New study reveals Alzheimer’s gets a frighteningly early start (here’s how you can fight it)

Not much truly shocks me anymore. But this new study did.

It showed that symptoms of Alzheimer’s can appear in people as young as age 20. That’s right…20.

This unprecedented finding suggests that the disease starts to eat away at the brain up to half a century before acute symptoms develop. And it’s turned conventional scientific knowledge on its ear. Previously, the consensus was that damage to the brain began occurring just 15 or 20 years before disease onset.

But researchers from Northwestern University in Chicago examined the brains of elderly people with and without Alzheimer’s, as well as samples taken from 13 people between the ages of 20 and 66.

The tests showed that beta-amyloid, the toxic protein that clogs up the brain in Alzheimer’s, had started building up in people as young as 20.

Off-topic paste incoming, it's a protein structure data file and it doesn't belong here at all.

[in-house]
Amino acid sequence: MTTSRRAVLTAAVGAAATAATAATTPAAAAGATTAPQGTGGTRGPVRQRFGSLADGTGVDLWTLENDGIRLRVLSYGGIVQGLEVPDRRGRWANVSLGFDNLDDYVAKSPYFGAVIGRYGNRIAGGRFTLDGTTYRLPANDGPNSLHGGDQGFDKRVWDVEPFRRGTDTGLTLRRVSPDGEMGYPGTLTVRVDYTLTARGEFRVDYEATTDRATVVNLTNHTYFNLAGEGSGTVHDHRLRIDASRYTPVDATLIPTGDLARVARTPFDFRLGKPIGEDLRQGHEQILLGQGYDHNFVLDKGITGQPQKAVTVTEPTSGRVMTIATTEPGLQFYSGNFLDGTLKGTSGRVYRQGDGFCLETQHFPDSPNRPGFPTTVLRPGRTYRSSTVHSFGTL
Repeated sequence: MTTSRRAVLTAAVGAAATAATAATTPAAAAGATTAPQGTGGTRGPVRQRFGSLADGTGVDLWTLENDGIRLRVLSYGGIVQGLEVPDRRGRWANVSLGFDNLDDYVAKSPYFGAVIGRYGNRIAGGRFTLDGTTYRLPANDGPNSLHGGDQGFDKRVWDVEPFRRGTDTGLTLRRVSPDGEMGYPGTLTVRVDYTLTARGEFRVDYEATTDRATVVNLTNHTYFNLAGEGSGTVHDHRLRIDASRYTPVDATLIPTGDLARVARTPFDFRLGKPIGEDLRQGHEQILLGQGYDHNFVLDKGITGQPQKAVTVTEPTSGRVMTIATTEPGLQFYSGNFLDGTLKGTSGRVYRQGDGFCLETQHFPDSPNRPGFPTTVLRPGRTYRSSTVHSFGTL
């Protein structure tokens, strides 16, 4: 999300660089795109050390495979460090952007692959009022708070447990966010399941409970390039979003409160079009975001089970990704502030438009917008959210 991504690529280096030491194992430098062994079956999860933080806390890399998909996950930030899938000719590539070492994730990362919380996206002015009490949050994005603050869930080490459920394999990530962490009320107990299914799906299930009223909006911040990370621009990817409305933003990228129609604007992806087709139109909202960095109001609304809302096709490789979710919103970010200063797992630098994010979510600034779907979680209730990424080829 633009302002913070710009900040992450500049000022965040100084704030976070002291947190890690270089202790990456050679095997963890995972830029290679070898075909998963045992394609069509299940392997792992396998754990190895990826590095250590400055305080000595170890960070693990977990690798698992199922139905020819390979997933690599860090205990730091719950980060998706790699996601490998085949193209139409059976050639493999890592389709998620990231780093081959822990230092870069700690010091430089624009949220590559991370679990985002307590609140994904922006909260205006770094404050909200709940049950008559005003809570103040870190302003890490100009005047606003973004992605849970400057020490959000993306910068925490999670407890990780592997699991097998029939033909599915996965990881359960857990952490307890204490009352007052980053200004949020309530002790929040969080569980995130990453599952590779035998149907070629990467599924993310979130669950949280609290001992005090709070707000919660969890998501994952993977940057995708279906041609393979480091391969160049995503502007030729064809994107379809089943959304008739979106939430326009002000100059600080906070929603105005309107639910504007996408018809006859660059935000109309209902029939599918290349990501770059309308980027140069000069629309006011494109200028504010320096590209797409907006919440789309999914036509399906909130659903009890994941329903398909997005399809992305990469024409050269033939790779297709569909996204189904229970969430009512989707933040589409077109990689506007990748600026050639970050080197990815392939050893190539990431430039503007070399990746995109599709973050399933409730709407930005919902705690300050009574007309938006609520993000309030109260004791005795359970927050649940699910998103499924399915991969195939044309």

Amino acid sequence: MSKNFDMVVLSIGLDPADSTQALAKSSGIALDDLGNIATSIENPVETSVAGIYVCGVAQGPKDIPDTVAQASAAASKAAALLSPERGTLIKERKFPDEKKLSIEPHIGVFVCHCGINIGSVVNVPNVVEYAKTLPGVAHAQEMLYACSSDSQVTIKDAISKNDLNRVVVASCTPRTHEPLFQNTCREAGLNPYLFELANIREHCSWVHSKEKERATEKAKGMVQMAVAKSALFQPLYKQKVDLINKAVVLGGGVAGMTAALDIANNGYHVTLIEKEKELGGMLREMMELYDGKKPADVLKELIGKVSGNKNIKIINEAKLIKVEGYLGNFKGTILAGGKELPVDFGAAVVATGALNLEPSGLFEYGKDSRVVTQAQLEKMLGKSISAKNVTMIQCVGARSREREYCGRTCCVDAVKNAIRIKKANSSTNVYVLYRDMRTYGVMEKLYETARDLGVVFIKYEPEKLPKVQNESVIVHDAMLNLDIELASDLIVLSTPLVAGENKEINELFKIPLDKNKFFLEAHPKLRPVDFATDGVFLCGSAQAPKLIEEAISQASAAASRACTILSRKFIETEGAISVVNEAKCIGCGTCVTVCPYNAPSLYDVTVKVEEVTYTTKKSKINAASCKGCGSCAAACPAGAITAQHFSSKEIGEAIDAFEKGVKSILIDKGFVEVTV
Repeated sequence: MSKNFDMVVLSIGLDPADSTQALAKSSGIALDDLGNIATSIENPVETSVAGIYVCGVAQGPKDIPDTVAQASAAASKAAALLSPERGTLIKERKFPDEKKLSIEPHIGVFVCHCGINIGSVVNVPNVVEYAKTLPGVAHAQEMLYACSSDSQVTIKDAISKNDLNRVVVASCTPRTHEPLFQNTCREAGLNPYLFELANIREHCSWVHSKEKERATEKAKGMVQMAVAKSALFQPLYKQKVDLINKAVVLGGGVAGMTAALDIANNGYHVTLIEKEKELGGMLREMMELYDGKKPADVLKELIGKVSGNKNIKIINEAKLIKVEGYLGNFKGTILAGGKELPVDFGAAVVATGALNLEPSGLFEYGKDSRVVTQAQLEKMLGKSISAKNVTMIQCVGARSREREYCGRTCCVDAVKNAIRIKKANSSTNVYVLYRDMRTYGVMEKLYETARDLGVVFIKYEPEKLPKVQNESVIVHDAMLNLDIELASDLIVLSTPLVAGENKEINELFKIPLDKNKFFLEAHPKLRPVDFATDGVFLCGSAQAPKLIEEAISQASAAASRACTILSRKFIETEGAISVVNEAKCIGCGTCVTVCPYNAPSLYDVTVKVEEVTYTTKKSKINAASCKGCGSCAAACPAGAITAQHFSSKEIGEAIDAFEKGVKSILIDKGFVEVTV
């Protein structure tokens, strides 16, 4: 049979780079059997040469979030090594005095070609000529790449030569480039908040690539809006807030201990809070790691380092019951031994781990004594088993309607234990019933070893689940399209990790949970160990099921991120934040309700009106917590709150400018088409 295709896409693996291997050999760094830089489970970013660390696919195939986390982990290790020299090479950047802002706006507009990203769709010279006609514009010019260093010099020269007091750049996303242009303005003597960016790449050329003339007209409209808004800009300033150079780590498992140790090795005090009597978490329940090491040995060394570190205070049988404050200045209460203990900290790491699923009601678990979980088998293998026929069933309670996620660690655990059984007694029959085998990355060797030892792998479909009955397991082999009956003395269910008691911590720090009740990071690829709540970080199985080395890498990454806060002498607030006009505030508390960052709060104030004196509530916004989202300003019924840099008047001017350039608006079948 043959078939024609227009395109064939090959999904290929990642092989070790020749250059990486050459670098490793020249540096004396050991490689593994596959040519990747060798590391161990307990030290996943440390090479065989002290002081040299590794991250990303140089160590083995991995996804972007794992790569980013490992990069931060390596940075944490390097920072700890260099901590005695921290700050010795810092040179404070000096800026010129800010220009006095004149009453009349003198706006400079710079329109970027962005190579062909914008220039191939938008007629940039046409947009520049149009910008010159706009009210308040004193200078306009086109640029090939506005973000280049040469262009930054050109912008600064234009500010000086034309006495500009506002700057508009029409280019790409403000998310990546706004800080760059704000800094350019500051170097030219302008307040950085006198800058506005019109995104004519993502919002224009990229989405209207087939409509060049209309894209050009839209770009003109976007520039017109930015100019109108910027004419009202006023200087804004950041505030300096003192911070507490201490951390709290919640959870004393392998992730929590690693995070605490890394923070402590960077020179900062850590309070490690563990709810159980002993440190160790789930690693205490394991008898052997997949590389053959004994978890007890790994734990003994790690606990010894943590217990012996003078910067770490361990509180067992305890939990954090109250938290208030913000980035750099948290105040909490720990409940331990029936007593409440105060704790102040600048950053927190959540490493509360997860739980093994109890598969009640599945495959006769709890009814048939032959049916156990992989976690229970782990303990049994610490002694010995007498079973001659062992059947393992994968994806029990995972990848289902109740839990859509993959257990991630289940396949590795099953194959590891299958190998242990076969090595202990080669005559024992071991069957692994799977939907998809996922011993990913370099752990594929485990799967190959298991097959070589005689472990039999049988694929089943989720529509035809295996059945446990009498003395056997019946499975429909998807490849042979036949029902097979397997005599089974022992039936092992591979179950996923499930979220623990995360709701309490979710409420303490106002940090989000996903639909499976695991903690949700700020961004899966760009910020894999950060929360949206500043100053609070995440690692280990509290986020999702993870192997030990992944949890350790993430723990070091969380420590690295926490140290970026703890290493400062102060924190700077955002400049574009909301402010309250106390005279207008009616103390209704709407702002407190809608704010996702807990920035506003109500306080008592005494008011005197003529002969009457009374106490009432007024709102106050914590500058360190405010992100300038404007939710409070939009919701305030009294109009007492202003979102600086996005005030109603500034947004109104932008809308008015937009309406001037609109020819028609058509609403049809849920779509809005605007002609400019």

Sadly (yet predictably), this discovery has already led “experts” to raise the prospect of giving Alzheimer’s drugs to people in the very earliest stages. Great idea. Start giving people ineffective, side-effect-riddled Alzheimer’s drugs before they’re even legal drinking age.

Here’s a better strategy: take all the advice I’ve given about keeping your brain healthy, and start it TODAY. Tell your kids and grandkids to do the same. To access the previous Reality Health Checks I’ve sent about preventing Alzheimer’s and protecting your brain, enter “Alzheimer’s” in the search function at the top of the page.


“Early signs of Alzheimer’s disease found in patients as young as 20: ‘Unprecedented’ findings say disease eats away at cells 50 years before symptoms develop,” Daily Mail, 3/2/15